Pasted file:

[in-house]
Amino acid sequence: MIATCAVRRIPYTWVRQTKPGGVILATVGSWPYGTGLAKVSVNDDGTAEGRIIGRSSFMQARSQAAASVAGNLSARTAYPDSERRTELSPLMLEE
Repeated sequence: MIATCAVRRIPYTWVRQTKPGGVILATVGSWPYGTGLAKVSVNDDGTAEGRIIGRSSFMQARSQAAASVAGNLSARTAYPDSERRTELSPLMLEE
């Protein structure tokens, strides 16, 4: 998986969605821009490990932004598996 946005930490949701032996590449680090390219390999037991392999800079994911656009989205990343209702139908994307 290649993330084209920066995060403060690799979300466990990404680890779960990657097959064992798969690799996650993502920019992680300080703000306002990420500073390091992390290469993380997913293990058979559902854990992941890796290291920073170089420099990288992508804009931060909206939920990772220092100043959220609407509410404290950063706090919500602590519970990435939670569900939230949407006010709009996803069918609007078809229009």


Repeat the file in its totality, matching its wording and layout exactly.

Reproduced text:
[in-house]
Amino acid sequence: MIATCAVRRIPYTWVRQTKPGGVILATVGSWPYGTGLAKVSVNDDGTAEGRIIGRSSFMQARSQAAASVAGNLSARTAYPDSERRTELSPLMLEE
Repeated sequence: MIATCAVRRIPYTWVRQTKPGGVILATVGSWPYGTGLAKVSVNDDGTAEGRIIGRSSFMQARSQAAASVAGNLSARTAYPDSERRTELSPLMLEE
């Protein structure tokens, strides 16, 4: 998986969605821009490990932004598996 946005930490949701032996590449680090390219390999037991392999800079994911656009989205990343209702139908994307 290649993330084209920066995060403060690799979300466990990404680890779960990657097959064992798969690799996650993502920019992680300080703000306002990420500073390091992390290469993380997913293990058979559902854990992941890796290291920073170089420099990288992508804009931060909206939920990772220092100043959220609407509410404290950063706090919500602590519970990435939670569900939230949407006010709009996803069918609007078809229009």